Diabetes in Dogs: Symptoms, Treatments and Dietary Management
Diabetes mellitus, sometimes called sugar diabetes, is a common disease in dogs. Golden Retrievers, German Shepherd Dogs, Miniature Schnauzers, Keeshonden, and Poodles have the highest incidence, but all breeds can be affected. Females with the disease outnumber males by three to one. The average age of onset is 6 to 9 years.
Diabetes is a result of inadequate production of insulin by the islet cells in the pancreas. There may be a genetic predisposition for this in some dogs. Islet cell destruction also occurs in some cases of pancreatitis. Insulin enables glucose to pass into cells, where it is metabolized to produce energy for metabolism. Insulin deficiency results in hyperglycemia (high blood sugar) and glycosuria (high urine sugar). Glucose in the urine causes the diabetic animal to excrete large volumes of urine. In turn, this creates dehydration and the urge to drink large amounts of water.
Initially, dogs who do not metabolize enough sugar have an increase in appetite and a desire to consume more food. Later, with the effects of malnourishment, the appetite drops.
In summary, the signs of early diabetes are frequent urination, drinking lots of water, a large appetite, and unexplained loss of weight. The laboratory findings are high glucose levels in the blood and urine.
In more advanced cases there is lethargy, loss of appetite, vomiting, dehydration, weakness, and coma. Cataracts are common in diabetic dogs. Ultimately, diabetes is a disease that affects all organs. Diabetic dogs will have enlarged livers, be susceptible to infections, and often develop neurological problems if not treated.
Diabetic ketoacidosis isa condition associated with severe hyperglycemia in which ketones (acids) build up in the blood. Ketones are byproducts of the metabolism of fat. In diabetic ketoacidosis, fats are metabolized for energy because sugar is unavailable. Diabetic ketoacidosis can be recognized by weakness, vomiting, rapid breathing, and the odor of acetone on the breath (it smells like nail polish remover). Diabetic ketoacidosis is a life-threatening emergency. If you suspect diabetic ketoacidosis, take your dog at once to the veterinarian.
Dietary control and daily injections of insulin can regulate most diabetic dogs, allowing them to lead active, healthy lives. Oral hypoglycemic agents used for treating diabetes in people have not been effective in dogs, but research is continuing in this area.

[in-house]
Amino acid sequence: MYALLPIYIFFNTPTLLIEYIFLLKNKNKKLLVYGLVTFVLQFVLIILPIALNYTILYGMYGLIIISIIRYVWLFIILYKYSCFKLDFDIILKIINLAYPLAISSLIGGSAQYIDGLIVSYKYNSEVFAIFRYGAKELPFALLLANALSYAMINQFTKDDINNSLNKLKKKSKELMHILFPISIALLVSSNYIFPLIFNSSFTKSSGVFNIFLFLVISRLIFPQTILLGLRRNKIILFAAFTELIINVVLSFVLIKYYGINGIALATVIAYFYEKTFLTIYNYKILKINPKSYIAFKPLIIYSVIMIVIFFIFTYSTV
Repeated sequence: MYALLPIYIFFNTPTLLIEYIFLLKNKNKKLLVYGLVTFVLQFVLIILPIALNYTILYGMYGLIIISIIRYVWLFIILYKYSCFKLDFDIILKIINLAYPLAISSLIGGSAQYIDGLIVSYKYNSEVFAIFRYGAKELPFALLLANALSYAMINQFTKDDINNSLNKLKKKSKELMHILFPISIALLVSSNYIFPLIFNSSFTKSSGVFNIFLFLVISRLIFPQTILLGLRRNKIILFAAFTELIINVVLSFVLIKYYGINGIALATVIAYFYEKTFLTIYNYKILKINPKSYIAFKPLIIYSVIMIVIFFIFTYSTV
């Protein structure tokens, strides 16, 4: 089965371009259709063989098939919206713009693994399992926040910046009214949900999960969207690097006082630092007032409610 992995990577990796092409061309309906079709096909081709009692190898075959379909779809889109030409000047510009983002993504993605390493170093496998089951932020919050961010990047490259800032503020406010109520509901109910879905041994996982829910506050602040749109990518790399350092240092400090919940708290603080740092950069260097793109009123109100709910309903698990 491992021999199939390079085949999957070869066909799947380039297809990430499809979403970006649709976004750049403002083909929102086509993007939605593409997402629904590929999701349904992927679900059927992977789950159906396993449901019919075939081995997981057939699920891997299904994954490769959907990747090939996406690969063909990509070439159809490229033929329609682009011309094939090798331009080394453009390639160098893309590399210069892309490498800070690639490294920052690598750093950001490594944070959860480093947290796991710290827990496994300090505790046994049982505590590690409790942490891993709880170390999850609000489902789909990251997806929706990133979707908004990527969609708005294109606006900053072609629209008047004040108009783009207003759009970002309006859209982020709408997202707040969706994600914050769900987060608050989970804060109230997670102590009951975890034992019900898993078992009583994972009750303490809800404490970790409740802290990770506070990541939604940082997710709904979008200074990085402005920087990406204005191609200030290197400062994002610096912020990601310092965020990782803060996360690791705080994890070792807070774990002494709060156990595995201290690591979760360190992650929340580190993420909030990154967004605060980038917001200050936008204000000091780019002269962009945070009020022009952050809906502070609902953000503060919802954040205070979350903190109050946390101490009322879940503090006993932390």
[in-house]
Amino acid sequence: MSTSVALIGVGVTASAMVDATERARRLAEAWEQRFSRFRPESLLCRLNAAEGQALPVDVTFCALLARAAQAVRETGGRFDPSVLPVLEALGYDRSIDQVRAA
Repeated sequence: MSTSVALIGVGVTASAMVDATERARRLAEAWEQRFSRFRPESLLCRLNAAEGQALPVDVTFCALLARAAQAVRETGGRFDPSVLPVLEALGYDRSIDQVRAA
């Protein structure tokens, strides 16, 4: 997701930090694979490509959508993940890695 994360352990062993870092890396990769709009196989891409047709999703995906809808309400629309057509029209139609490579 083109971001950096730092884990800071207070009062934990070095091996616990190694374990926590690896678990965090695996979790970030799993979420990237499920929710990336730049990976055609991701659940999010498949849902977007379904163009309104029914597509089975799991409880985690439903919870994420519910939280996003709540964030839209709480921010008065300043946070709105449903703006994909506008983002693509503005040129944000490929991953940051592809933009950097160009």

Insulin requirements cannot be predicted solely on the basis of the dog's weight, because the degree of pancreatic failure is different in every dog. The daily insulin dose must be established for each individual. In the newly diagnosed diabetic, insulin therapy is started at home. After a week of treatment, the dog is brought back to the clinic and a blood glucose curve (a series of blood sugar tests drawn over 12 to 24 hours) is obtained to see when the blood glucose peaks and hits its lows. Refinements are then made in the dosage and timing of the injections. How to prepare and inject the insulin will be explained to you by your veterinarian. You may be asked to monitor urine glucose levels by collecting urine samples and using a test strip (a small piece of paper that indicates the glucose levels in urine).
Obesity greatly reduces tissue responsiveness to insulin and makes diabetes difficult to control. Accordingly, an overweight diabetic dog should be put on a high-fiber, high-carbohydrate diet until he reaches an ideal weight. Examples of such diets are Hill's Prescription Diets r/d and w/d, Purina OM, and Fit and Trim Dry. Avoid soft-moist foods and treats, which are high in sugar.
Hyperglycemia is less likely to occur if the dog is fed canned and dry kibble foods containing high concentrations of fiber and complex carbohydrates. Both of these components slow absorption and help minimize fluctuations in blood sugar after eating. Some commercially available diets meeting these requirements are Hill's Prescription Diets w/d and r/d (canned and dry), Purina OM, and Fit and Trim Dry.
Daily caloric requirements are determined by the weight and activity level of the dog. Once those are established, the amount to feed is determined by dividing the daily caloric requirement by the amount of calories per cup or can of food. It is important to keep the number of calories constant from day to day, because insulin requirements are computed on that basis.
It is equally important to maintain a strict schedule for insulin injections. To prevent severe hyperglycemia after eating, do not give all the day's calories at one sitting. Divide the ration into equal parts and feed two or three meals a day, or as directed by your veterinarian. Diabetic dogs do best on a very regimented schedule with feedings and insulin injections being given at the same times each day. Ideally, your dog should have the same levels of exercise and activity.
A thin dog who has lost weight should be fed a low-fiber diet (low-fiber diets have higher caloric density) such as Alpo Light (canned) or Iams Less Active (dry) until weight is regained.
This article is excerpted from “Dog Owner’s Home Veterinary Handbook” with permission from Wiley Publishing, Inc.
Copyright © 2007 by Howell Book House. All rights reserved.